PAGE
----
Andrew Pettegree, Emden and the Dutch Revolt. Exile and the Development of Reformed Protestantism (Oxford: Clarendon Press, 1992).
Paul Dijstelberge and Ton Croiset van Uchelen (eds.), Dutch Typography in the Sixteenth Century. The Collected Works of Paul Valkema Blouw (Leiden: Brill, 2013).
Andrew Pettegree, Marian Protestantism. Six Studies (Aldershot: Ashgate, 1996).
Andrew Pettegree, ‘The Politics of Toleration in the Free Netherlands’, in Ole Peter Grell and Robert Scribner (eds.), Tolerance and Intolerance in the European Reformation (Cambridge: Cambridge University Press, 1996), pp. 182–98.
Andrew Pettegree, Europe in the Sixteenth Century (Oxford: Blackwell, 2002).
Francis M. Higman, Piety and the People. Religious Printing in French, 1511–1551 (Aldershot: Scolar press, 1996).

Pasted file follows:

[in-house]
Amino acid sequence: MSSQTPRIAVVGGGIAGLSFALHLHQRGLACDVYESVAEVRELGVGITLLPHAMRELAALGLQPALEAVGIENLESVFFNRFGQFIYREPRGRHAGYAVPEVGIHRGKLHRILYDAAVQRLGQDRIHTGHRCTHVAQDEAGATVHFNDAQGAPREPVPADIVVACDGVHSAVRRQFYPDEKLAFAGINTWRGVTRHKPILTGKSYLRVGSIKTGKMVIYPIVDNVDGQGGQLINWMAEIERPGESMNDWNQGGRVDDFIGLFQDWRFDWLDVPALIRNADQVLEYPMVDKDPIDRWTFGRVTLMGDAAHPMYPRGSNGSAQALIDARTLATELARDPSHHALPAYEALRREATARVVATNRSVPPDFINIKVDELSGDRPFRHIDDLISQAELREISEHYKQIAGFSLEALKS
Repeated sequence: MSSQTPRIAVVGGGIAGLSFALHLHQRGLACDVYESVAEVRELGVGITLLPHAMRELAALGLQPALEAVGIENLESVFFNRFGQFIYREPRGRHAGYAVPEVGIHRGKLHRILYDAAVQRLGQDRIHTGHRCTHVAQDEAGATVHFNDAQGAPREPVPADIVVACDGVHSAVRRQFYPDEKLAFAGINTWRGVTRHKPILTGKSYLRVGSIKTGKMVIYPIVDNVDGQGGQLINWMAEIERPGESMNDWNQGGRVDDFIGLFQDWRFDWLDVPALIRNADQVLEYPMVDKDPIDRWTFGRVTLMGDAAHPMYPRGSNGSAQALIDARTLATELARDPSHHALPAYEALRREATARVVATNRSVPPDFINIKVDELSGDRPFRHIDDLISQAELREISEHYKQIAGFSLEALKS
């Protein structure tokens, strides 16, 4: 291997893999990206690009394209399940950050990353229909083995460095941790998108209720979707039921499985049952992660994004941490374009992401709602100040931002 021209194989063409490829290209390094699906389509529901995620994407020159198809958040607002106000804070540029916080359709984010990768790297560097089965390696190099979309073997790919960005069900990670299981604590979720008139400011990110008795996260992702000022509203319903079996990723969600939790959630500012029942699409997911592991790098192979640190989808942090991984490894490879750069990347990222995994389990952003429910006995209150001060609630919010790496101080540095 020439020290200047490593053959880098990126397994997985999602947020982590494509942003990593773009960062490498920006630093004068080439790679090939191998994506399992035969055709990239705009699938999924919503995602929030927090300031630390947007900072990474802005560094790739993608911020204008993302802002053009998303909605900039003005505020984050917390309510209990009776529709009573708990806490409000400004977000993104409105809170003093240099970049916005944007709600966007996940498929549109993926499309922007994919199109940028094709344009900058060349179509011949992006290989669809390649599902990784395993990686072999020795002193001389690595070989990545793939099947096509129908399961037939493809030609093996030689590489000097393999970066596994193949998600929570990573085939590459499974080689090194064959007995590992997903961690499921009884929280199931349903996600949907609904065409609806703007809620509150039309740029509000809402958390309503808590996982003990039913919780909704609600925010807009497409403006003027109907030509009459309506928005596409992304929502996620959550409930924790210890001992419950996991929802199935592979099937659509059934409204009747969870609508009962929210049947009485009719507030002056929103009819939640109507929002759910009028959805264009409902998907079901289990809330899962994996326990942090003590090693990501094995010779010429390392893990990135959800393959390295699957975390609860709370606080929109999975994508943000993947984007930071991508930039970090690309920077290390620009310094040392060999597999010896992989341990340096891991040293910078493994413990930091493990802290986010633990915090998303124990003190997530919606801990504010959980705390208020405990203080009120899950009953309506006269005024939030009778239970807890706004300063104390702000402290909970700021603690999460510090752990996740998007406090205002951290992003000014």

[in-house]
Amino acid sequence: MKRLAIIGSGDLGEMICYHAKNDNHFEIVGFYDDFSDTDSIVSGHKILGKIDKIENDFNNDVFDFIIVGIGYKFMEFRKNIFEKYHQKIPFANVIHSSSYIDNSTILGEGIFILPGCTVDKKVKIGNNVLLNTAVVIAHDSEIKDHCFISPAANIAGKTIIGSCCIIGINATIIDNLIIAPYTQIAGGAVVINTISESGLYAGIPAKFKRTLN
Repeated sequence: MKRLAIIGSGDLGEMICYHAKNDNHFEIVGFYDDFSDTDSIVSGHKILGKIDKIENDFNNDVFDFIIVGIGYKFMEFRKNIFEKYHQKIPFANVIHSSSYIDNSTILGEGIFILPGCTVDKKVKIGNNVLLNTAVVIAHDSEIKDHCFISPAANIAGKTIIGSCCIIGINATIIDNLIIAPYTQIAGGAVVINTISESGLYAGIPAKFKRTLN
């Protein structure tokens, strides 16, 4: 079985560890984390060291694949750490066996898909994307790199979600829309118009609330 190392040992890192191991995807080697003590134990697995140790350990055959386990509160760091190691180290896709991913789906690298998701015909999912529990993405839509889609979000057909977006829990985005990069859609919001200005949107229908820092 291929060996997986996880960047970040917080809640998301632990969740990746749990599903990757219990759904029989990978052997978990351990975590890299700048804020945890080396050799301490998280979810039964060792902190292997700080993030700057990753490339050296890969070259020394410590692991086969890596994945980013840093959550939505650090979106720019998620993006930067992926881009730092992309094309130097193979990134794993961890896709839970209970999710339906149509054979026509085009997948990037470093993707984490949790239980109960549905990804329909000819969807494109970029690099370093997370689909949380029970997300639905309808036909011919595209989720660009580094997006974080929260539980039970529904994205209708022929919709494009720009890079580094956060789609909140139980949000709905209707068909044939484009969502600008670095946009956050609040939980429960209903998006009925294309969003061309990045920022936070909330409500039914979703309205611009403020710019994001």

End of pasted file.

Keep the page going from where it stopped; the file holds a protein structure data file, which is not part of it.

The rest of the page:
Andrew Pettegree, The French Book and the European Book World (Leiden: Brill, 2007).
Andrew Pettegree and Matthew Hall, ‘The Reformation and the Book: A Reconsideration’, The Historical Journal, 47 (2004), pp. 785–808.
Andrew Pettegree, Reformation and the Culture of Persuasion (Cambridge: Cambridge University Press, 2005).
Andrew Pettegree, Malcolm Walsby and Alexander Wilkinson, FB. French vernacular books. A Bibliography of Books published in the French Language before 1601 (2 vols., Leiden: Brill, 2007). Andrew Pettegree and Malcolm Walsby, NB. Books published in the Low Countries and in Dutch Abroad before 1601 (2 vols., Leiden: Brill, 2010). Andrew Pettegree and Malcolm Walsby, French Books III & IV. Books published in France before 1601 in Latin and languages other than French (2 vols, Leiden: Brill, 2012).